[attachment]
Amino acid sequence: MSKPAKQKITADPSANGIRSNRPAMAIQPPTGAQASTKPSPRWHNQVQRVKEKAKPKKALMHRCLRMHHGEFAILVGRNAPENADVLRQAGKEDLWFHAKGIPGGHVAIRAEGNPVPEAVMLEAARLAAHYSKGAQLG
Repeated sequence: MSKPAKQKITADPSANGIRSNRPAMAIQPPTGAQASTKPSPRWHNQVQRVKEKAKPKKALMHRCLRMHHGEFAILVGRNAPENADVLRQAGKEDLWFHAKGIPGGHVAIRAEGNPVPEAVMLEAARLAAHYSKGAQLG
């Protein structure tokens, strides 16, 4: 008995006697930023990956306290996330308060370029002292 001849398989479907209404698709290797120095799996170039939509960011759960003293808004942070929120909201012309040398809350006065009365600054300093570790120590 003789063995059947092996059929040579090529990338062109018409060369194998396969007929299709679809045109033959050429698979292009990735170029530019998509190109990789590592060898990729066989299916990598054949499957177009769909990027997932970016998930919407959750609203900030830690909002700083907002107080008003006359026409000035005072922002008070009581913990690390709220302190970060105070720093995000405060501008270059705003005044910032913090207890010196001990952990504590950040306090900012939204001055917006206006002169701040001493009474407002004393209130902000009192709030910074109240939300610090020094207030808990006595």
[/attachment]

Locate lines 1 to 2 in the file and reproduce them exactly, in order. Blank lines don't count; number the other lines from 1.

Amino acid sequence: MSKPAKQKITADPSANGIRSNRPAMAIQPPTGAQASTKPSPRWHNQVQRVKEKAKPKKALMHRCLRMHHGEFAILVGRNAPENADVLRQAGKEDLWFHAKGIPGGHVAIRAEGNPVPEAVMLEAARLAAHYSKGAQLG
Repeated sequence: MSKPAKQKITADPSANGIRSNRPAMAIQPPTGAQASTKPSPRWHNQVQRVKEKAKPKKALMHRCLRMHHGEFAILVGRNAPENADVLRQAGKEDLWFHAKGIPGGHVAIRAEGNPVPEAVMLEAARLAAHYSKGAQLG